Sports stop being fun when your child suffers a brain injury

Sports stop being fun when your child suffers a brain injury

Spring time in Texas often includes stadiums full of screaming fans, cheering on local children taking part in elementary and high school sporting events. From soccer to baseball, track and field, lacrosse and more, parents, aunts, uncles, grandparents and neighbors often come out to enjoy rooting for their favorite teams. All that fun comes to a screeching halt when a child athlete gets injured.

Even in practice sessions, many children suffer severe brain injuries and other bodily harm that may not only cut their future athletic goals short but can change their lives forever. Traumatic brain injury is not always immediately apparent after an on-field collision or some other sports accident occurs. In fact, sometimes symptoms don't present themselves for weeks.

Recognizing a problem when you see one

If you're uncertain as to whether your son or daughter has suffered a brain injury, it might help to review the most common signs that some form of cranial injury has occurred. Here is a basic list of symptoms:

  • Inability to speak at all or trouble forming words
  • Bodily paralysis
  • Abrupt changes in personality (moodiness or emotional outbursts)
  • Lethargy (extreme fatigue, apparent malaise)
  • Difficulty arousing from sleep
  • Perseveration (repeating a word, phrase or action)
  • Visual or hearing problems
  • Small motor function problems
  • Cognitive problems (can't process what's been said or follow simple instructions)

Your child may exhibit one or more of these or additional symptoms in the immediate aftermath of a sports accident, or you may not notice any problems until some time later. Of crucial importance in either situation is seeking appropriate medical attention. Beyond that, however, other questions may arise that need to be answered, such as whether another person's negligence was a causal factor in your child's injury.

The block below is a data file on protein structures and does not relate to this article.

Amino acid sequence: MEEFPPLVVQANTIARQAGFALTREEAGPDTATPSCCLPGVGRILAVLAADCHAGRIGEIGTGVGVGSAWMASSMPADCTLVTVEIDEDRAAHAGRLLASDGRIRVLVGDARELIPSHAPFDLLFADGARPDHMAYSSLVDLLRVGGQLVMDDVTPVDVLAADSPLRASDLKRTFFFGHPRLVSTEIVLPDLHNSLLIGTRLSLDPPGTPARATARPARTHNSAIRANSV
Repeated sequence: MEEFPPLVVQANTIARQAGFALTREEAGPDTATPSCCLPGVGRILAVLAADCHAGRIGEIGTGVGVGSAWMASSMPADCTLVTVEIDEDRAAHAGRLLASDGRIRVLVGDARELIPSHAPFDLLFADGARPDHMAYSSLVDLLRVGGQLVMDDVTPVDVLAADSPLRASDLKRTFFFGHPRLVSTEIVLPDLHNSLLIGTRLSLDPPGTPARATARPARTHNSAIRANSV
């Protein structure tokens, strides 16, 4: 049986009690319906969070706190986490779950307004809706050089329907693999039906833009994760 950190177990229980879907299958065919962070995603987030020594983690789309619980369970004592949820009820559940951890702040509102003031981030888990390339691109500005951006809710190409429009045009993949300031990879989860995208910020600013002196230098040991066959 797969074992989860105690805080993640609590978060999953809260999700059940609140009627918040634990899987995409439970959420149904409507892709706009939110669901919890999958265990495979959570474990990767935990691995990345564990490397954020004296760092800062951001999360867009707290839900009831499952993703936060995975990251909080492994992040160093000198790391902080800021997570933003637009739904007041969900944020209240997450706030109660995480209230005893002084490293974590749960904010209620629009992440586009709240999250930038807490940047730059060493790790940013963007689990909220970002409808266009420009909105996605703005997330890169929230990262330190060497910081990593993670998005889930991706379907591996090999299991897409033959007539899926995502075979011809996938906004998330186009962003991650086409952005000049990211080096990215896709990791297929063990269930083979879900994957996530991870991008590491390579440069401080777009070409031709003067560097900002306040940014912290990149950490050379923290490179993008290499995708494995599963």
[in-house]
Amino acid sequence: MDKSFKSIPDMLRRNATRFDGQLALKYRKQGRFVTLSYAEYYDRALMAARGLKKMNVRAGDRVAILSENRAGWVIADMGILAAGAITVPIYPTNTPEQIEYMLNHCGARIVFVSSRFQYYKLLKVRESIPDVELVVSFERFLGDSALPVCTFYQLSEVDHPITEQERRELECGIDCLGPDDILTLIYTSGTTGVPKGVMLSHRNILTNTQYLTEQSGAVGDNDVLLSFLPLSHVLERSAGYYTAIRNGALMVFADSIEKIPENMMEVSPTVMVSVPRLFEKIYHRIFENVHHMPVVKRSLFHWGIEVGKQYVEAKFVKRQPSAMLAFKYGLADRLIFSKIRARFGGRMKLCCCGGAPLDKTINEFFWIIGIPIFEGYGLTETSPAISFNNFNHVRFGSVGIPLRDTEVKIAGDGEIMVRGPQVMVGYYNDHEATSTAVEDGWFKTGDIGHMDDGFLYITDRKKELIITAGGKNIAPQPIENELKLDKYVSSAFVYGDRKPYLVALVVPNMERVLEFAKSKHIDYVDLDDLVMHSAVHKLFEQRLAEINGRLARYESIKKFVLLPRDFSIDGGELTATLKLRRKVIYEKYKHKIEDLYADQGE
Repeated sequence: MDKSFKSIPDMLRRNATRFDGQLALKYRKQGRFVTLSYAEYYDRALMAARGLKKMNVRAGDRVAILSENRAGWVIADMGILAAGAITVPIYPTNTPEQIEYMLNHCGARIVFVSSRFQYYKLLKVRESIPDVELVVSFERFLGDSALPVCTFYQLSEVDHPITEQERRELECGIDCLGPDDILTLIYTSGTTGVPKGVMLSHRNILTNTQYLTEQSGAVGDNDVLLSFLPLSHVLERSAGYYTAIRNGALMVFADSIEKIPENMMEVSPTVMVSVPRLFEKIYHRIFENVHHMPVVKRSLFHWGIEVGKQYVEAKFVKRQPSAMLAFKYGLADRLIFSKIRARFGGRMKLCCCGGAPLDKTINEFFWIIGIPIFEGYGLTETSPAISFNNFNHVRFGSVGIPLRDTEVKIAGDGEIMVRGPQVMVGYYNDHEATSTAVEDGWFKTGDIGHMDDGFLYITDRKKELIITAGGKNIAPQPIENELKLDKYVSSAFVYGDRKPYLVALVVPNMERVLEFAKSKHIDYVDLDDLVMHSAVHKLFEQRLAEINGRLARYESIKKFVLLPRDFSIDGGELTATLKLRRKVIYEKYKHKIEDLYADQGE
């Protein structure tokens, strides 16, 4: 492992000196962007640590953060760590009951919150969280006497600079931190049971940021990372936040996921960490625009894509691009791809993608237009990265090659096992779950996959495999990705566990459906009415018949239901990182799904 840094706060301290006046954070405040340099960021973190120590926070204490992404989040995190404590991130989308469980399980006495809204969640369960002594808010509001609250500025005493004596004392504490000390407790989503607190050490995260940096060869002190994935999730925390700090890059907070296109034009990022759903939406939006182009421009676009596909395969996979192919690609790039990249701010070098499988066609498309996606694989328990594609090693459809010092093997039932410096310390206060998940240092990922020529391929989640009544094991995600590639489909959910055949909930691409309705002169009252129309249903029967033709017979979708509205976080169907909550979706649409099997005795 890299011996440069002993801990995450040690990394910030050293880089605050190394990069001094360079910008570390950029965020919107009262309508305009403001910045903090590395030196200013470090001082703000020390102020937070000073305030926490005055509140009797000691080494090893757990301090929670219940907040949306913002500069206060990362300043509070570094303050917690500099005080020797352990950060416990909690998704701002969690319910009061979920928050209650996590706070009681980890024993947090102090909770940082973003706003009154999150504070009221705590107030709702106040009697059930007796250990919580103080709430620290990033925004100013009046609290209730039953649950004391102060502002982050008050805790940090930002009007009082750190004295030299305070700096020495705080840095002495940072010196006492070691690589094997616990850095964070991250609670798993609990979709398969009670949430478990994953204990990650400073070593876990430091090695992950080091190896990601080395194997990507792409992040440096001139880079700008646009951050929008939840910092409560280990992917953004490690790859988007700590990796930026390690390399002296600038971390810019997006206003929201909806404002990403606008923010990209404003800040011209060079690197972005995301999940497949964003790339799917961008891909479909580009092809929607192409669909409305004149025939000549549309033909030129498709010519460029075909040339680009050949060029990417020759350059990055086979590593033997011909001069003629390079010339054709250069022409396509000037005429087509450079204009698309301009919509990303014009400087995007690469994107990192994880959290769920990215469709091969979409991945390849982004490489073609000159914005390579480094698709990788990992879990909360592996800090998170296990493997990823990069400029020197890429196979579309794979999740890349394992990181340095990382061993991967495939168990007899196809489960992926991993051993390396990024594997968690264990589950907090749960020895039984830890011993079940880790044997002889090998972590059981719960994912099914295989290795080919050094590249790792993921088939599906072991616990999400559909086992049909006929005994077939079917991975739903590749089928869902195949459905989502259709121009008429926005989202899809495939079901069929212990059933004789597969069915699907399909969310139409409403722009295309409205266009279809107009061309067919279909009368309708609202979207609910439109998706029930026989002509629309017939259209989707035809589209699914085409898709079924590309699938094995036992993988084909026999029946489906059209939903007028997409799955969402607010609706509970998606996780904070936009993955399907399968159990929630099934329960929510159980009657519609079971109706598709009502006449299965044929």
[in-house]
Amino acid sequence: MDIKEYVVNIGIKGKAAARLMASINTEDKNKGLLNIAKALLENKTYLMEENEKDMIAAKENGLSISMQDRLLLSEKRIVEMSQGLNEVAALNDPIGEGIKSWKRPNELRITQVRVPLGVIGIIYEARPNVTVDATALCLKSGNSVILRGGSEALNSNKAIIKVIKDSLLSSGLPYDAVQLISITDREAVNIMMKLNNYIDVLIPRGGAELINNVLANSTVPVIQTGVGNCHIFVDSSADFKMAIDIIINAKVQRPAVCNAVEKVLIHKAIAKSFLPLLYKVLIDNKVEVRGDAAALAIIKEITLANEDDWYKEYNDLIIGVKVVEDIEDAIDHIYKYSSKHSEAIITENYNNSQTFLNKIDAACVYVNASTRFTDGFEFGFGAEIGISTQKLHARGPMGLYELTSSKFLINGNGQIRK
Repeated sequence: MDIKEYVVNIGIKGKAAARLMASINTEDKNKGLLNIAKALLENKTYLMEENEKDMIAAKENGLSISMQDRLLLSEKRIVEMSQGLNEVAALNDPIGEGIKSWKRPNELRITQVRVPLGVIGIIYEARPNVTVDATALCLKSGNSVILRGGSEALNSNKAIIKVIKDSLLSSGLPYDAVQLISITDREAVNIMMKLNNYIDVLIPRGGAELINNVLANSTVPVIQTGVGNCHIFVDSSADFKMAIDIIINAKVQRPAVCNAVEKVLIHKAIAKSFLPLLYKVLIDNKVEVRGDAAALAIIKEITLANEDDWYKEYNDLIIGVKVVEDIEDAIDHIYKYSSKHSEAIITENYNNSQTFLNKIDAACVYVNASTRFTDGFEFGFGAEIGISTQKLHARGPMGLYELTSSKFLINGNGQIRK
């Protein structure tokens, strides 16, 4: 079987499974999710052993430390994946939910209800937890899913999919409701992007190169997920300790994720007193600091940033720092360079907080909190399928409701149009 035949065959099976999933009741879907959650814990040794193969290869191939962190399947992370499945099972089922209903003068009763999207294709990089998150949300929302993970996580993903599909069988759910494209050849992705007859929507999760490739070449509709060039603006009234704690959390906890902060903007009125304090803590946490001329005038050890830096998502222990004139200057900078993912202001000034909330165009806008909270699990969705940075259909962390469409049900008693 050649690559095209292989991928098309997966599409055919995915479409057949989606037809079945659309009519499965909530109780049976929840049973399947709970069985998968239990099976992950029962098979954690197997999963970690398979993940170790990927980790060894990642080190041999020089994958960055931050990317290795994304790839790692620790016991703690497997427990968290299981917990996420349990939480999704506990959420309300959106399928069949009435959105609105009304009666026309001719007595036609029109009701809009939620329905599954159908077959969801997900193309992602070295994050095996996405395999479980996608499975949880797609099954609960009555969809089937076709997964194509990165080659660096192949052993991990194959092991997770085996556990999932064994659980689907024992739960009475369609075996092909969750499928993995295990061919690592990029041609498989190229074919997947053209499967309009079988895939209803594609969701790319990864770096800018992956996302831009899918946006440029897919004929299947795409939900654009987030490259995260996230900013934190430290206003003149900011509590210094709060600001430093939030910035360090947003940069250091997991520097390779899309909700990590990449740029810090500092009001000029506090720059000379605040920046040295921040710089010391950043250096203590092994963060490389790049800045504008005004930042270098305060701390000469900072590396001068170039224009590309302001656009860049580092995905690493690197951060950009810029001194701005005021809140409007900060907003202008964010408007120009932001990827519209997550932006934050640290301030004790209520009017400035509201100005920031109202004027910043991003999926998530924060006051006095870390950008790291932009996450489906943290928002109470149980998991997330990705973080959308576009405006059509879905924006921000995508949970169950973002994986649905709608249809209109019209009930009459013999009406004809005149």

Seeking recovery of your losses

The physical recovery process for a brain injury can be lengthy and stressful. Sadly, many children never fully recover and remain in need of daily living assistance for the rest of their lives. As you help your child reach as full a recovery as possible, you may face tremendous financial burdens and other serious challenges. There's support available for parents of minor children who have suffered athletic injury because of someone's negligence.

There's obviously a certain amount of personal risk involved when playing any type of sport. However, coaches, school administrators, athletic directors, etc., are all responsible for keeping your child as safe as possible during practices and all official events. A personal injury attorney can clarify the law governing such matters and steer you in the right direction if you choose to file a claim in court on behalf of your child.


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